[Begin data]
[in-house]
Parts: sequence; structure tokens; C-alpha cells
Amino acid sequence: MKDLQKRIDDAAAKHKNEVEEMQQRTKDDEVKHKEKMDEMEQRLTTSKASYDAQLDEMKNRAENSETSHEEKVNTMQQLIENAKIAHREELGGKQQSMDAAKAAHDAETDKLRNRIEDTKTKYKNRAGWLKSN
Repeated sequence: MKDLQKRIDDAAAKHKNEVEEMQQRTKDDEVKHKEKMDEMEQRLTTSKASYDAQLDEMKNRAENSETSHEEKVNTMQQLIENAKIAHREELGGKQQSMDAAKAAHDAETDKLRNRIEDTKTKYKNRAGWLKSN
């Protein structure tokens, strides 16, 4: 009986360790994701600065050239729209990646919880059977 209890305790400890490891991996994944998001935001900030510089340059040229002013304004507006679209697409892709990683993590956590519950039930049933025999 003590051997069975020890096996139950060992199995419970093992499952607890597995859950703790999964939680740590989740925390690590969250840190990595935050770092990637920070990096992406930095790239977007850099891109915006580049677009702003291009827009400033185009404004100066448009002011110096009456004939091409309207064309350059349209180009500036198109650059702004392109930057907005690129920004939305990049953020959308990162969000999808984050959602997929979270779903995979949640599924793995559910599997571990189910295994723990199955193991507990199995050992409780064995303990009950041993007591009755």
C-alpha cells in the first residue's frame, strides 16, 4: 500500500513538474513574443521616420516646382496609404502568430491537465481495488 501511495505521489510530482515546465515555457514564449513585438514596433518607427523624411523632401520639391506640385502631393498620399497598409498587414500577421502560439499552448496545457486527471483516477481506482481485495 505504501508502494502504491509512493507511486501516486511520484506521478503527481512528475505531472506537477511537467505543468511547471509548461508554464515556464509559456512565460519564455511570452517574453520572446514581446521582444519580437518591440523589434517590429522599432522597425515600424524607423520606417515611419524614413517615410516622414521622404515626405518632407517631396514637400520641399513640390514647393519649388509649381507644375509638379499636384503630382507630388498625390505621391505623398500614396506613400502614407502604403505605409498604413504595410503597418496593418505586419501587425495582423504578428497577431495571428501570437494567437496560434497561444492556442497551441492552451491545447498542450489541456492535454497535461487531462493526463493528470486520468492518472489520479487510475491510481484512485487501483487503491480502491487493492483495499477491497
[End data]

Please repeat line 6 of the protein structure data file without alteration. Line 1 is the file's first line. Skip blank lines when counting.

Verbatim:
C-alpha cells in the first residue's frame, strides 16, 4: 500500500513538474513574443521616420516646382496609404502568430491537465481495488 501511495505521489510530482515546465515555457514564449513585438514596433518607427523624411523632401520639391506640385502631393498620399497598409498587414500577421502560439499552448496545457486527471483516477481506482481485495 505504501508502494502504491509512493507511486501516486511520484506521478503527481512528475505531472506537477511537467505543468511547471509548461508554464515556464509559456512565460519564455511570452517574453520572446514581446521582444519580437518591440523589434517590429522599432522597425515600424524607423520606417515611419524614413517615410516622414521622404515626405518632407517631396514637400520641399513640390514647393519649388509649381507644375509638379499636384503630382507630388498625390505621391505623398500614396506613400502614407502604403505605409498604413504595410503597418496593418505586419501587425495582423504578428497577431495571428501570437494567437496560434497561444492556442497551441492552451491545447498542450489541456492535454497535461487531462493526463493528470486520468492518472489520479487510475491510481484512485487501483487503491480502491487493492483495499477491497